Boeing Business Jets gathered momentum last year with sales of 23 aircraft valued at about $3 billion. That momentum, the company said at the European Business Aviation Convention & Exhibition (EBACE) last month, has carried over into this year, with the company logging orders for seven aircraft–six BBJs and an executive version of the 787-9–since January.
The new orders are valued at $478.5 million at current list prices. Including that most recent order, the total Boeing Business Jets order book for all aircraft types now totals 135 aircraft.
“We continue to see incredible demand,” said Boeing Business Jets president Steven Hill, adding that the company is poised for another “phenomenal year.”
Since last year’s EBACE show, Boeing Business Jets has taken orders for 27 aircraft–12 BBJs, two BBJ2s, three BBJ3s, four 747-8s and six 787s. That total does not include two executive jets customers purchased directly from leasing companies.
According to the company, private individuals account for the bulk of sales at 44 percent, followed closely by heads of state at 36 percent. The remaining customers are divided evenly between corporate customers and charter operators.
Boeing Business Jets also made note of the current market for BBJs, pointing out that used-market sales records show that the average value of a pre-owned BBJ is about 108 percent of the original price for a typically completed aircraft.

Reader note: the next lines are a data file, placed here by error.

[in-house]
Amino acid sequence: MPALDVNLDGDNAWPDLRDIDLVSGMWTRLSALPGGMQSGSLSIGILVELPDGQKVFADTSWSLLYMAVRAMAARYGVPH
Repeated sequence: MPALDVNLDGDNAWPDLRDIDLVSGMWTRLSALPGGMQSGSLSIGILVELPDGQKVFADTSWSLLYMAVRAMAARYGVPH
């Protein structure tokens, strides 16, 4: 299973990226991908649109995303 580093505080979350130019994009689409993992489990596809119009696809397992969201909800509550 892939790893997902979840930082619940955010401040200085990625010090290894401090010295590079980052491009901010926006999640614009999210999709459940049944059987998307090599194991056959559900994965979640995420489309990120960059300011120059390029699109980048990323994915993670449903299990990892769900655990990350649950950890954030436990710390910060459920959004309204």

“Brand-new BBJs are in high demand and short supply, and that’s been driving [the airplane’s] residual value,” explained Hill.
“In short supply” is probably Hill being modest. At this point, the first available slot for a new BBJ (any model) is mid-2011. The first available slot for an executive version of the 747-8 is in 2012, and the 787 is sold out through 2015.
In the last 12 months, he said, seven pre-owned BBJs have sold at an average price approximately 120 percent of the original price.
While this suggests a high residual value, there are other factors driving that market, according to some aircraft brokers. Not the least of these is a burgeoning class of wealthy individuals and companies in Russia “who are overpaying and helping to drive up prices for low-time, high-end airplanes.” The other factor is the continuing strength of the euro versus the dollar. And, Hill said, “I don’t look for the situation to change anytime soon.”